Being a good roommate doesn’t have to be hard. There are enough stressors that come along with college life and living with other people should not be one of them. Take these 3 things into account when starting the new term with a new roommate.

Adulting Other

Pets on Campus: 3 Rules for Keeping Pets at College

July 1, 2020

For young adults living alone for the first time, college can feel like the perfect time to finally adopt that lizard they weren’t allowed to have growing up; for those who grew up with animals, missing the family dog might feel like a black hole that desperately needs filling. Keeping a pet at college can be wonderful for both the owner, who’s gained a cute friend guaranteed not to copy their physics homework and the pet, who can enjoy companionship and a loving home. In any instance, before getting a pet you need to check with your residence and understand their pet policies. Assuming they do, college living also presents unique logistical challenges that students should take into account before adopting a furry, scaly, or feathery friend.  

  1. Respect your roommates. Since most college students live with other people, sharing a room, apartment, or house, they should take those other people into account when adopting a pet, and take their pet into account when searching for roommates. Dogs and cats, who roam the whole house or apartment and interact with all occupants, absolutely need the buy-in of all roommates if they’re going to enter a living space. Enclosure pets that stay in the owner’s room, like hamsters, lizards, or fish, only need enthusiastic buy-in from the folks living in said room, but everyone in the house should be aware of the animal – especially one that might sneak out of their cage and into other living areas. By making sure their roommates are ok with their pets before they move in, students will both protect their relationship with their roommates and ensure they’re living in an environment that’s good for their animal.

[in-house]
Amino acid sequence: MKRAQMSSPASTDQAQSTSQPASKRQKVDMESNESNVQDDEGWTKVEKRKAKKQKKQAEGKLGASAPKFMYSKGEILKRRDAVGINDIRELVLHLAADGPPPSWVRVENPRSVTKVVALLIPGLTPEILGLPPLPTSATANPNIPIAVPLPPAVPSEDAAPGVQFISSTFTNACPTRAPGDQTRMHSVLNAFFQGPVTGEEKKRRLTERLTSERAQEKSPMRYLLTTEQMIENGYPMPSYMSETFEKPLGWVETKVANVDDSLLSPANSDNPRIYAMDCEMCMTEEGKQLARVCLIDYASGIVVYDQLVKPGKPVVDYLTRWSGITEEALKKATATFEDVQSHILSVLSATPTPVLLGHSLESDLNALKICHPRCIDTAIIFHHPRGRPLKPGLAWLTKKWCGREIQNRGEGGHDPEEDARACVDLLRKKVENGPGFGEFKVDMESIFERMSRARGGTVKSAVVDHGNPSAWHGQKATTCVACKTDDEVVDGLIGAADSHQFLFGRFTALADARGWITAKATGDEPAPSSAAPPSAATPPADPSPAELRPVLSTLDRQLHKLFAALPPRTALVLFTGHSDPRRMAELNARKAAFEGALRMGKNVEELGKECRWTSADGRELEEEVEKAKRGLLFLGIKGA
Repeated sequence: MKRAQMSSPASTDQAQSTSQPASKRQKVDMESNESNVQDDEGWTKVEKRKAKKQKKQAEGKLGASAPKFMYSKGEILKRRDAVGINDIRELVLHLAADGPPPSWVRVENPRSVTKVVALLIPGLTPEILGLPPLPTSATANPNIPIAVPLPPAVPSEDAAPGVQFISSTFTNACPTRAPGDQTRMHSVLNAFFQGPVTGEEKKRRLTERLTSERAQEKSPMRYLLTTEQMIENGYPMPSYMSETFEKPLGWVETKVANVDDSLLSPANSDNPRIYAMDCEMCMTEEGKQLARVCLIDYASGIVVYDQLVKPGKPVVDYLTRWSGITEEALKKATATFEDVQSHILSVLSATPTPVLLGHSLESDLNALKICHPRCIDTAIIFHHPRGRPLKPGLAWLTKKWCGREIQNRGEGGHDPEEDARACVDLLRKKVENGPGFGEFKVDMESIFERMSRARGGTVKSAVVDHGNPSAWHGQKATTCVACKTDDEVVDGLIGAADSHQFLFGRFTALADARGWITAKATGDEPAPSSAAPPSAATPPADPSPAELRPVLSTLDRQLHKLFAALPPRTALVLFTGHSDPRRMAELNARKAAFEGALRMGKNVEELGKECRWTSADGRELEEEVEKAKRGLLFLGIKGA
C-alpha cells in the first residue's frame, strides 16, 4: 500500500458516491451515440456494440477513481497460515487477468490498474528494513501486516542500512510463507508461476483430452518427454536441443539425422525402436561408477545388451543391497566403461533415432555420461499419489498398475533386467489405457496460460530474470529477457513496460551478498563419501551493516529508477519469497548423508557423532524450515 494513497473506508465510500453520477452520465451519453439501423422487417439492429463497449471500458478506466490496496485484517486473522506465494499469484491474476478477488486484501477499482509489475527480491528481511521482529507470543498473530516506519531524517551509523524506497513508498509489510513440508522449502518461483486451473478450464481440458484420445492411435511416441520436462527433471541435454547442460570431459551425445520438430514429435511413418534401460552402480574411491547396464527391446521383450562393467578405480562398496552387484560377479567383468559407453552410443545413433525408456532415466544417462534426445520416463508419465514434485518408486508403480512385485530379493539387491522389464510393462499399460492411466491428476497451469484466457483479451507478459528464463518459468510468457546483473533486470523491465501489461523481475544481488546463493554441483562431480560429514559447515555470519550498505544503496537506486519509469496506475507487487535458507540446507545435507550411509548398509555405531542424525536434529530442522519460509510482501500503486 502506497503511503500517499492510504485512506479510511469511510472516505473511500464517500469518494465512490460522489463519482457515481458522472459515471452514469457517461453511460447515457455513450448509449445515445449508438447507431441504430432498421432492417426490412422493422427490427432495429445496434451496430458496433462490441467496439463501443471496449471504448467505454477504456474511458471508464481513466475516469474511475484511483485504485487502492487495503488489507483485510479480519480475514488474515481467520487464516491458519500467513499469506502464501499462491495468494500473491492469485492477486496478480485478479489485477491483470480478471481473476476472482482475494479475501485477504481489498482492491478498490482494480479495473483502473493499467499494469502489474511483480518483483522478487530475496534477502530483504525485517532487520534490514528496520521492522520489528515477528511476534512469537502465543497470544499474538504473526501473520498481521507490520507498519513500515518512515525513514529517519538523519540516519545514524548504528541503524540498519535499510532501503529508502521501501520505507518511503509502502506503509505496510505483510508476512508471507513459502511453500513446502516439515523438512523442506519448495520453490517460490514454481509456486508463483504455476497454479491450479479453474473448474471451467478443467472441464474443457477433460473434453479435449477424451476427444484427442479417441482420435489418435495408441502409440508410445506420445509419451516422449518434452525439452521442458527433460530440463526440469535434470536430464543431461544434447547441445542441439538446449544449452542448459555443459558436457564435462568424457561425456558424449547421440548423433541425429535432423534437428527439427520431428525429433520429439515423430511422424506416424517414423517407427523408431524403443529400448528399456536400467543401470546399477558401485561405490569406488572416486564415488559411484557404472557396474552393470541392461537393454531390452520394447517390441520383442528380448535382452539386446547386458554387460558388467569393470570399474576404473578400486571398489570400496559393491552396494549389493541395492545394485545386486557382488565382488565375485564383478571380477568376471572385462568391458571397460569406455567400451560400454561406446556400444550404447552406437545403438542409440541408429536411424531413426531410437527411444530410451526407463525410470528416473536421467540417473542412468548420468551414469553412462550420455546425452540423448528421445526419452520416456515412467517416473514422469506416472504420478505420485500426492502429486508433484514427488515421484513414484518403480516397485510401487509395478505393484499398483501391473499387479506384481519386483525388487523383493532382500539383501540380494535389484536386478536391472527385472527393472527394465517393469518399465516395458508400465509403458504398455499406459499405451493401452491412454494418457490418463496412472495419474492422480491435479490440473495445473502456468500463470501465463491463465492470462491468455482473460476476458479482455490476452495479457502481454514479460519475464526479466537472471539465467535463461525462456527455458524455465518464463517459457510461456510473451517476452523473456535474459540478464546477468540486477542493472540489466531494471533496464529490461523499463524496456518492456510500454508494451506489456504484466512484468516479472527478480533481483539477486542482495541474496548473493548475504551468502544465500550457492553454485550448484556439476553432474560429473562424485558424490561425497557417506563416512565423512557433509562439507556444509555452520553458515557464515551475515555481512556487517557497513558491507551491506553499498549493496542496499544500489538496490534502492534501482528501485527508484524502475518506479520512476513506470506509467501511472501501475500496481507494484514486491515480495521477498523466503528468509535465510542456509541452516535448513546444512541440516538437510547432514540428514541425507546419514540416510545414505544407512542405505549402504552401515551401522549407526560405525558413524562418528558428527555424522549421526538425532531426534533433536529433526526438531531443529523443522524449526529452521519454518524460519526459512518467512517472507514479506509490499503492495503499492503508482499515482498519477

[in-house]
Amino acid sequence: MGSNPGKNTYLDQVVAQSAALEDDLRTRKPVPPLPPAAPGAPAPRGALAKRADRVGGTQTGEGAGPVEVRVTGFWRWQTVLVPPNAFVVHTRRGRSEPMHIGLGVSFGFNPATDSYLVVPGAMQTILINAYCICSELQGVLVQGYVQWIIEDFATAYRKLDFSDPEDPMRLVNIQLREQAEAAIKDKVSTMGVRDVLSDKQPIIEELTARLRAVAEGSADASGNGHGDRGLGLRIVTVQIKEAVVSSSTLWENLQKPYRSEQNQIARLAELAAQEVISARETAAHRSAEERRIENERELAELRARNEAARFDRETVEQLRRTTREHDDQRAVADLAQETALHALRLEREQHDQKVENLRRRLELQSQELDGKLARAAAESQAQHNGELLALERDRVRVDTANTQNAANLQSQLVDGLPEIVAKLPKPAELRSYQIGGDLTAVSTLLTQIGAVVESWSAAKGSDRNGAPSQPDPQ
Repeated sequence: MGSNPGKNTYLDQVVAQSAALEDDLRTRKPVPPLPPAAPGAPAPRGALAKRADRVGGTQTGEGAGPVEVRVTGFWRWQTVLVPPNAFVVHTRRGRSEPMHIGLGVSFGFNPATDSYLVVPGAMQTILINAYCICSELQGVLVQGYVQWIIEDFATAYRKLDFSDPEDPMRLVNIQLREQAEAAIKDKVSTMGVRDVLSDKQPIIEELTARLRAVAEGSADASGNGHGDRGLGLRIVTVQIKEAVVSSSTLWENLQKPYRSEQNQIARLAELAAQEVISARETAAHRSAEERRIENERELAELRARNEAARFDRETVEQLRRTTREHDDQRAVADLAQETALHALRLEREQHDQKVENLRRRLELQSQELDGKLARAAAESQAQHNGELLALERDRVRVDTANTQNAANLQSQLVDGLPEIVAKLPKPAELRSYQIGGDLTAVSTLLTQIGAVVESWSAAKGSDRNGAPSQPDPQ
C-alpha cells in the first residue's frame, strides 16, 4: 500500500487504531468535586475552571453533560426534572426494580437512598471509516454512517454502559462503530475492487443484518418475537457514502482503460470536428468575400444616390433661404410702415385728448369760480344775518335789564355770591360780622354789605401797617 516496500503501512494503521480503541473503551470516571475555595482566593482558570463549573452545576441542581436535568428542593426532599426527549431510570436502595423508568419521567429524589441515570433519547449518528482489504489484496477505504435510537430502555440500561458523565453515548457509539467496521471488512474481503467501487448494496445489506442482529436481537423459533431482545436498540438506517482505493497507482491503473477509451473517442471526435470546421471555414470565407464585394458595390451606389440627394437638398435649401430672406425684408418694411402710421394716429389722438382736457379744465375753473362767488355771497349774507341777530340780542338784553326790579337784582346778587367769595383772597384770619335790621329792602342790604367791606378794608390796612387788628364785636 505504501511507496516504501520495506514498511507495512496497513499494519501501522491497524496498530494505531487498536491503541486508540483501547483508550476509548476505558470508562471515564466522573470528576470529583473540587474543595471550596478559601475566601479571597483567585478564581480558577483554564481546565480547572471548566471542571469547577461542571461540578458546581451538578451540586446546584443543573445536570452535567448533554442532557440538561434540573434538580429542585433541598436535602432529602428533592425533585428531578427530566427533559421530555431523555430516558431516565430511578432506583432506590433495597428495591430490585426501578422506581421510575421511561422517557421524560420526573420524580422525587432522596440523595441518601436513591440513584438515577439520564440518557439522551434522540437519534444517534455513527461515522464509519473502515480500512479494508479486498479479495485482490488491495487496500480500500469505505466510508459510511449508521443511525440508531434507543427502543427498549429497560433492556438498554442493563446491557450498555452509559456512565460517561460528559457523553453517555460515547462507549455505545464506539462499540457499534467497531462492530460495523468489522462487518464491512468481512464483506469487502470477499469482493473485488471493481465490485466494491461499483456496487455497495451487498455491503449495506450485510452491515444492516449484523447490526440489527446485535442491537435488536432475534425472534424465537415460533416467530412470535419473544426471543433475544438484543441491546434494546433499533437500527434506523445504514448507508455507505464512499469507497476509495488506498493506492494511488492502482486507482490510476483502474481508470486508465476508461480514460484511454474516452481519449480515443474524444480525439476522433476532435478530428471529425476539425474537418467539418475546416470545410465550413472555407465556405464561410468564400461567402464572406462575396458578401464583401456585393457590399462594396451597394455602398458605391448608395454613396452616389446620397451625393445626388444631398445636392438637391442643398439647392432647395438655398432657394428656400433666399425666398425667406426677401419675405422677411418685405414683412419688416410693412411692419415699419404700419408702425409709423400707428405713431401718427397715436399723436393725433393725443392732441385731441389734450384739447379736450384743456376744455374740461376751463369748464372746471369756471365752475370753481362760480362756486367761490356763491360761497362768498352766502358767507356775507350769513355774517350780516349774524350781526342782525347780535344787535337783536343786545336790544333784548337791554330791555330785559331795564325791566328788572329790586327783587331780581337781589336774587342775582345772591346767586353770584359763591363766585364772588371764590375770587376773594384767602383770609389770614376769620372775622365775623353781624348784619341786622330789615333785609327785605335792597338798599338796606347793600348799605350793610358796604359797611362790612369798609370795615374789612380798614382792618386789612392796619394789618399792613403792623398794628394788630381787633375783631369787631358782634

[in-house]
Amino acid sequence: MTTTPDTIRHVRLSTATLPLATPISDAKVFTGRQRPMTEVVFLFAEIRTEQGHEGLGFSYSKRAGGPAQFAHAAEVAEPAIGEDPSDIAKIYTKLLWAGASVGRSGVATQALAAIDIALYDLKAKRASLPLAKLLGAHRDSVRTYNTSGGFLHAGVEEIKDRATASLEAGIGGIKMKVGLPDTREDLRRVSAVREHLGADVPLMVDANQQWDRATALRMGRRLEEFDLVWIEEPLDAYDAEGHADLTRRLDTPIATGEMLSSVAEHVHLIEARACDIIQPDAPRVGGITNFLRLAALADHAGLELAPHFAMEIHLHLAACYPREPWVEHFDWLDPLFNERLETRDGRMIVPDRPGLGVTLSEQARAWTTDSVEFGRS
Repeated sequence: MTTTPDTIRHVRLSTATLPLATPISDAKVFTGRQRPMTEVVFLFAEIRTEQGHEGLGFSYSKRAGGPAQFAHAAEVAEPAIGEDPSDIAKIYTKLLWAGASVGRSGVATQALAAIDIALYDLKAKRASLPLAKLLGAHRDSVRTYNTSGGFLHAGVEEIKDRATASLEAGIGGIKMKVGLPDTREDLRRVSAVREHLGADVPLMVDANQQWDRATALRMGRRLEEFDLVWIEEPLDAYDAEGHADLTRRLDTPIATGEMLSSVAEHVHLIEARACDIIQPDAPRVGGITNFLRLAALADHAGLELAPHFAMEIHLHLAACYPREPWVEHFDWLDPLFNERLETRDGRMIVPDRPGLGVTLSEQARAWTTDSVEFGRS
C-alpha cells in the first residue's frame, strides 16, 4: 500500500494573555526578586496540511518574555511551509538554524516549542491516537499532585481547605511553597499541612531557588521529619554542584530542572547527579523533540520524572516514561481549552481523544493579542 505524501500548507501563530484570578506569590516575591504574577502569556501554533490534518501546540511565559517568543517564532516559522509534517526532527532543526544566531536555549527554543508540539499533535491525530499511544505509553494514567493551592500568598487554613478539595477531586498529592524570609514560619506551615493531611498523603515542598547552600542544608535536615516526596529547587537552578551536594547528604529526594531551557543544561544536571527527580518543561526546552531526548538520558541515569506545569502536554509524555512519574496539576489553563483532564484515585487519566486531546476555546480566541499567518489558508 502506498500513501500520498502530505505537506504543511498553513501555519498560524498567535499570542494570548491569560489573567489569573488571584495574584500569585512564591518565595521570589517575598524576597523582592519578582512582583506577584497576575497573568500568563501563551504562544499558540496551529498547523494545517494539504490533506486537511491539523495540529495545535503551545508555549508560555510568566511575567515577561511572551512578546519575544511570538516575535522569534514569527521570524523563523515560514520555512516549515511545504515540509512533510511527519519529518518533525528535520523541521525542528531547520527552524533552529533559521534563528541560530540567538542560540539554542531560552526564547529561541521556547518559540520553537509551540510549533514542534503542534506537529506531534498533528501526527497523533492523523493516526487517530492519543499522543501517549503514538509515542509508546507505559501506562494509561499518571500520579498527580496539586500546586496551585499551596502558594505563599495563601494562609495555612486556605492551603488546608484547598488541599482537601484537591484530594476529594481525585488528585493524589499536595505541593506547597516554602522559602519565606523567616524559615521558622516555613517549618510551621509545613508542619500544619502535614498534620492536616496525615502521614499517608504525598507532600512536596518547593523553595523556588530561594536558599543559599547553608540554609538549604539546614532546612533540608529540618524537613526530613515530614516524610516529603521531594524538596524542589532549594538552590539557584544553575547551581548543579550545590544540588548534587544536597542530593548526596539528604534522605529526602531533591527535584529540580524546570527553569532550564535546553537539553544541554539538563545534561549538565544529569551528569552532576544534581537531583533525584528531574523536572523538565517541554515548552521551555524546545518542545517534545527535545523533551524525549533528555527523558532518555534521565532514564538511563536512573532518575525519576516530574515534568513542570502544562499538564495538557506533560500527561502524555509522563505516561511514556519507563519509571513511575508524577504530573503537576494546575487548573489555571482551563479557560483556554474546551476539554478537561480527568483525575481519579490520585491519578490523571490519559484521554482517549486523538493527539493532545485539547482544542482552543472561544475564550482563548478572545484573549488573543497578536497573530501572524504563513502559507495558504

2. Respect your limits. College students are often busy, strapped for cash, and uncertain of their future, and pets, for all that they bring joy and companionship into someone’s life, can exacerbate these things. Students looking to get a pet should consider their own limits – on time, funds, travel, living space – before adopting a pet. Even seemingly low-maintenance pets, like cats or gerbils, can be expensive to provide for and have a need for attention and emotional energy from their owners. Animals are wonderful companions, but they’re also a responsibility, and college students should know how many things a pet could add to their already lengthy to-do list before adopting.